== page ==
It’s front page news: Governor Andrew Cuomo is under federal investigation for withholding the true number of deaths of nursing home residents to COVID-19.
This terrible virus has spotlighted the importance and clear potential of open data to dispel myths and lies in the midst of a crisis. New York’s 1970s era Freedom of Information Law says, “The people’s right to know the process of governmental decision-making and to review the documents and statistics leading to determinations is basic to our society.” If that law was written today, it would have required state government to publish open data.
Last week, nine government watchdogs from across the political spectrum sent a letter to New York State leaders urging greater public transparency for all aspects of New York’s COVID-19 emergency and the state’s response. The groups also suggested a list of 121 COVID-19 related datasets that should be published as open data by the state – machine-readable, downloadable and available in a publicly usable tabular form. Many of these open datasets are already published by other state and local governments, including New York City. The datasets range from the basic – “Total Persons Tested” – to the specific – “Records of Advice and Expertise by Outside Experts on Retainer.” These 121 datasets are only a start – a more comprehensive review could produce hundreds more.
Many states and localities already provide the kind of open data that New York State lacks. New York City’s COVID-19 page, for example, contains easy-to-find links to open data beneath each available graphic. California’s open data portal provides open COVID-19 datasets on COVID-19’s impact on the homeless and COVID-19 assistance provided to older adults. Washington State’s dashboard links to a single, organized spreadsheet where the most basic information – cases, hospitalizations, and deaths – can be viewed for each individual county. New York State publishes many of these datasets in portals – but almost never as open data.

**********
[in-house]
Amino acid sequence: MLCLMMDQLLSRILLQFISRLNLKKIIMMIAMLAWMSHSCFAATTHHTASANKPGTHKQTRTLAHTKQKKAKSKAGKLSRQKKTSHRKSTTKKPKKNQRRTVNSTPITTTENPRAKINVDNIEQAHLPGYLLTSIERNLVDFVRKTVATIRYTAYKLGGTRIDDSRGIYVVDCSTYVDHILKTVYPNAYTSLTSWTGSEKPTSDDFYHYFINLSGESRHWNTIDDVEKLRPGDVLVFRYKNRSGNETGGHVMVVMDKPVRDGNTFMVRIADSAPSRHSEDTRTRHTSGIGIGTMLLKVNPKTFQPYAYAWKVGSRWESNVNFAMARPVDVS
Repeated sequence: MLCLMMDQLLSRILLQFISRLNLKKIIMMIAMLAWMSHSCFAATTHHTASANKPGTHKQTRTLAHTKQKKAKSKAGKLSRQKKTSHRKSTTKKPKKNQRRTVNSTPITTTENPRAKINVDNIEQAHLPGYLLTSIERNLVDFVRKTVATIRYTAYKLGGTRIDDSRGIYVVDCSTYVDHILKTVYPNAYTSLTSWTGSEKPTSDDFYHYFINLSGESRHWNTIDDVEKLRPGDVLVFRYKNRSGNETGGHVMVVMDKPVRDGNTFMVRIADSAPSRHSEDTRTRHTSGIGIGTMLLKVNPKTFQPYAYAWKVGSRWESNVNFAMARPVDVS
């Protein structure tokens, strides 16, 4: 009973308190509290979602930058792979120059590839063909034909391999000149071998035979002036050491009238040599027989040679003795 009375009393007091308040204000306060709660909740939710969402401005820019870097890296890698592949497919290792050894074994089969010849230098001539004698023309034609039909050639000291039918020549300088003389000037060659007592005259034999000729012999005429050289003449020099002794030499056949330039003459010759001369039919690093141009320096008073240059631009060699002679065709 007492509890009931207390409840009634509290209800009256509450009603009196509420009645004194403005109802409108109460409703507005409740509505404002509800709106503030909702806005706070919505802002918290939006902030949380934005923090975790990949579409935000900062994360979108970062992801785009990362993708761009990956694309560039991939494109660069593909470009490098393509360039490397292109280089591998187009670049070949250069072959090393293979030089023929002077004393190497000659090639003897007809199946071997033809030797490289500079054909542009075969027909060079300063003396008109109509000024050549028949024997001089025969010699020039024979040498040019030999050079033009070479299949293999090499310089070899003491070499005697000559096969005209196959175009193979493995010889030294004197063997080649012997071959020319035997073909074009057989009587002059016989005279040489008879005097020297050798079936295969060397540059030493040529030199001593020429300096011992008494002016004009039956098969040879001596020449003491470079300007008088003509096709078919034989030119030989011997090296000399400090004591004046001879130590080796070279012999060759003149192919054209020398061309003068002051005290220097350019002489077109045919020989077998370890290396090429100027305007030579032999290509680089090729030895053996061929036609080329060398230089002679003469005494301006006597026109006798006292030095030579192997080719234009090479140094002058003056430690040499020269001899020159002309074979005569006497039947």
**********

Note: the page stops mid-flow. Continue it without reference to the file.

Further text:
Open data transparency builds public trust and allows for independent analysis. Out of the 121 datasets listed, New York State already provides at least 70 – but only six as open data. So what can New York do to bring its COVID-19 transparency on par with other states?
Provide COVID-19 data as open data. New York’s Open NY portal places COVID-19 data at the very top on the front page, implying that the state is highly transparent about COVID-19. But of the 121 datasets we listed, only six are provided in an open format (all are related to testing). In many cases, the data available needs to be manually typed into a spreadsheet. Other datasets, such as nursing home deaths, can be copy and pasted from a spreadsheet – but this has to be done every single day to reveal trends. In fact, of the fifteen COVID-related datasets available in the portal, only one is from New York State – the rest are from New York City. It’s possible to get COVID-19 open data from outside sources – the Atlantic’s discontinued COVID Tracking Project is one example – but the public shouldn’t have to go to a commentary magazine to get open data that should be available from our own state.
Establish a “one-stop shop” for COVID-19 data. COVID-19 data is spread over at least seven different sources (five of which are in our list):
- the Department of Health’s COVID-19 data tracker;
- nursing home data PDFs;
- the Open NY portal;
- the New York Forward Dashboard;
- SUNY’s COVID-19 data page;
- the Vaccine Tracker; and
- Governor Cuomo’s press conferences.
It makes no sense for all of this data to be scattered across so many sources – these datasets should all be in the state’s Open NY portal. Curiously, one of the most frequently referenced datasets – deaths tracked by date – is not in any of the data portals. It is only available in Governor Cuomo’s press conferences.
Make COVID-19 trends easy to understand. Despite providing 70 datasets, most of the data available does not allow for viewing of COVID-19 trends. While users can view testing by county and date, the portal does not allow for viewing of trends for hospitalizations, fatalities, or nursing home deaths. The information void hampers New Yorkers’ ability to see how the COVID-19 crisis has evolved and may be affecting them. Spreading visualizations out over at least seven different sources makes the system even less user-friendly.
New York already provides a great deal of COVID-19 data – the key is to make that data open and accessible. The nursing home data scandal has tested confidence in our institutions, and full data transparency is one of the best ways state leaders can restore civic trust.